While the origin of the evil force in the film is not particularly unique or original, the framework of the narrative makes the movie a captivating tale of terror. The dueling stories that eventually find each other make for a solid mystery that audiences can connect with. Ambiguity surrounds everything from the timeline to the evil entity itself, and because of this, viewers stay engaged as they try to figure out where the plot is taking them. Are all the events on screen happening at the same time, are the characters in the stories aware of each other, and is there something supernatural going on are just some of the questions that audiences begin to ask themselves. Because The Blackcoat’s Daughter does not explain too much too early, fear in movie-goers’ minds grows.
Another major element that the movie handles well is its extremely somber tone. The movie might be set in winter, but it is more than the weather that leaves audiences with a chill. Combining subtle performances with a disquieting yet understated sound design and isolated settings, Osgood Perkins does something few directors have done. He captures despair and hopelessness at its purest form.
The Blackcoat’s Daughter is a must-watch film for any horror fan.
3. The Exorcist III (1990)
The Exorcist III acts as a great follow-up to a beloved classic. Police Lt. Kinderman (George C. Scott) discovers similarities between his current murder investigation and the killing patterns used by the “Gemini” killer (Brad Dourif) who was executed 15 years previously. He soon finds a hospitalized mental patient (Jason Miller) claiming to be the dead serial killer, but who looks just like a priest Kinderman knew who fell to his death during an exorcism. As more bodies pile up, Kinderman looks for connections between the two allegedly dead men.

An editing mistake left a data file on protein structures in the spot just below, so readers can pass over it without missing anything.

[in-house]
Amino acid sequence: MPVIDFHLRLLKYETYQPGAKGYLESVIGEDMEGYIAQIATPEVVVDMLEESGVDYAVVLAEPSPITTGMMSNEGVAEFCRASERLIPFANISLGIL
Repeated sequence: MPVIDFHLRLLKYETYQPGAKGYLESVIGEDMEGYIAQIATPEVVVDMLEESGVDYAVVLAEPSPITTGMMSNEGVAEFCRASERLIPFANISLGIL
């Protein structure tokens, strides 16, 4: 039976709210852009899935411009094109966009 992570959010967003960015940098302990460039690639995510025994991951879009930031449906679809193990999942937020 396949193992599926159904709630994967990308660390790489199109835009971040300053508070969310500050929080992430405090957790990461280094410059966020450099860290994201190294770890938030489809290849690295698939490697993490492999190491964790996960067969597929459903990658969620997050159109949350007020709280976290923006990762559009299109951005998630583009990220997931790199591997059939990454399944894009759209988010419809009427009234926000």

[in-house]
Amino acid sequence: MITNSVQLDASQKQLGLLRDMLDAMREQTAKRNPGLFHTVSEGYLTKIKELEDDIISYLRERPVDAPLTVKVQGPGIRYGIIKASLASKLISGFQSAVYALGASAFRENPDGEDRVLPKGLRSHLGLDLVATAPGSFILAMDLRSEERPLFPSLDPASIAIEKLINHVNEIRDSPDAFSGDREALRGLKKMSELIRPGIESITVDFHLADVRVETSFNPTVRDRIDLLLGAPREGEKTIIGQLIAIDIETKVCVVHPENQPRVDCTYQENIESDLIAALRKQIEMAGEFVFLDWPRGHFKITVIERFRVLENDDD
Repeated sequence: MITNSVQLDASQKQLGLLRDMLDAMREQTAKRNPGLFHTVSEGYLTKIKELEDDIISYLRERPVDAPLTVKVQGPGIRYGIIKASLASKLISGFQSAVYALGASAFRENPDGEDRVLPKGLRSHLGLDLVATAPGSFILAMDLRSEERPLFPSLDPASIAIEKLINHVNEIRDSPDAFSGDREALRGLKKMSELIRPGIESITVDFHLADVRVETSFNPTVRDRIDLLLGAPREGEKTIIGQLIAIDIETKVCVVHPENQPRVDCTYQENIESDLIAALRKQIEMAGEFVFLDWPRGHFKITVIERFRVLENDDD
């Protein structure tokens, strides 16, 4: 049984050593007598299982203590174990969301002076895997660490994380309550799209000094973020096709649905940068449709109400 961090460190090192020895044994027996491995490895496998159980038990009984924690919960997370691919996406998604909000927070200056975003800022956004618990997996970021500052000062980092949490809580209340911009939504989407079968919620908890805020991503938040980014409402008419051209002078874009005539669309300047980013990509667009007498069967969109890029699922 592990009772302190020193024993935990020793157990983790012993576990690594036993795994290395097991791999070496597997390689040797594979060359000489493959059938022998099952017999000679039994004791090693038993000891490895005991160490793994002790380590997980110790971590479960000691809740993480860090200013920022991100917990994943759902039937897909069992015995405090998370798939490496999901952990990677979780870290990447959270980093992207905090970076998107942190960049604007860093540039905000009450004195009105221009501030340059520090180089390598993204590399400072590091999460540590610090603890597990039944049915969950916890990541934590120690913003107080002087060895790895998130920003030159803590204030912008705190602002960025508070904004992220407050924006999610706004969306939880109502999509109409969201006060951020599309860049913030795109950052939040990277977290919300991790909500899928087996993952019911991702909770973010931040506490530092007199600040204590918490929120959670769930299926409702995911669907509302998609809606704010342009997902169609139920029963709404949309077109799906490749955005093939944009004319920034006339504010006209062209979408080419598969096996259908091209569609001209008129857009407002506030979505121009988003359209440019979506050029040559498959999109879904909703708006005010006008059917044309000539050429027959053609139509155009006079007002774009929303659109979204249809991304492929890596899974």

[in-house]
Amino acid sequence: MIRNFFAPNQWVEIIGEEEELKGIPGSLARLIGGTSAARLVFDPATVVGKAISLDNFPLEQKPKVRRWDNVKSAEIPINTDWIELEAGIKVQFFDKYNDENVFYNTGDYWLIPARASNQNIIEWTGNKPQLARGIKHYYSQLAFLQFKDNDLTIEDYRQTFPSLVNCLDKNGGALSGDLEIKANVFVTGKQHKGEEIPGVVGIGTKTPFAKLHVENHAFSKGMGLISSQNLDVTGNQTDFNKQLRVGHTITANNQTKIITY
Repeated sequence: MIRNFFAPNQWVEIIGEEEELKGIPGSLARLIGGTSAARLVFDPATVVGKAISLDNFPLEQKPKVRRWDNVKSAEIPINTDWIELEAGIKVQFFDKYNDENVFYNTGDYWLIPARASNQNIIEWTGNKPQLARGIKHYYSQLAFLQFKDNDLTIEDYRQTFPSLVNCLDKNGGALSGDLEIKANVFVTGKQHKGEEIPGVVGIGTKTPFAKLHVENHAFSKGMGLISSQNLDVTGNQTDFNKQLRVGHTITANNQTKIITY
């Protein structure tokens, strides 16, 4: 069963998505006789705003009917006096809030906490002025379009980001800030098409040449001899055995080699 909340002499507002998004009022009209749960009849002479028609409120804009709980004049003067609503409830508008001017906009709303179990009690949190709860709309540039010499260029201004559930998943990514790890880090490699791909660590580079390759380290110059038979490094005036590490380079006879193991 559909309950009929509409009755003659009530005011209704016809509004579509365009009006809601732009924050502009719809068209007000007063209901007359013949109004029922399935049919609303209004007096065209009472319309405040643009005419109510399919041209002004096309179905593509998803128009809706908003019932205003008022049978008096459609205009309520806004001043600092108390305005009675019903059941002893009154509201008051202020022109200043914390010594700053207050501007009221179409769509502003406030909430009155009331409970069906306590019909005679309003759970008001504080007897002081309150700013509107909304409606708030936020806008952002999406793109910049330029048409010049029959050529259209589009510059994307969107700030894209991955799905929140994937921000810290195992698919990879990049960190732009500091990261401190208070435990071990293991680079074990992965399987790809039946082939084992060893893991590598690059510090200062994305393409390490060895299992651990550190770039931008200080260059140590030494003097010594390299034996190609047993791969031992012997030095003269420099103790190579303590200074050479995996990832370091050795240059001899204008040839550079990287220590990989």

Unlike many other additions to the Exorcist film series, The Exorcist III is an excellent entry that should not be dismissed by movie-goers. Starting out as a filmed called Legion, The Exorcist III is not a conventional sequel to the Exorcist, but that is exactly why the movie works so well. Instead of depending on nostalgia or direct plot points from the original source material, The Exorcist III takes on a life of its own. The film is not a straight-forward possession movie. The Exorcist III is part crime noir, part spiritual tale, and part horror story. The film looks at serial killers and demonic possessions, but it also examines the conflict and harmful guilt surrounding religion that inherently insights frights and reflection.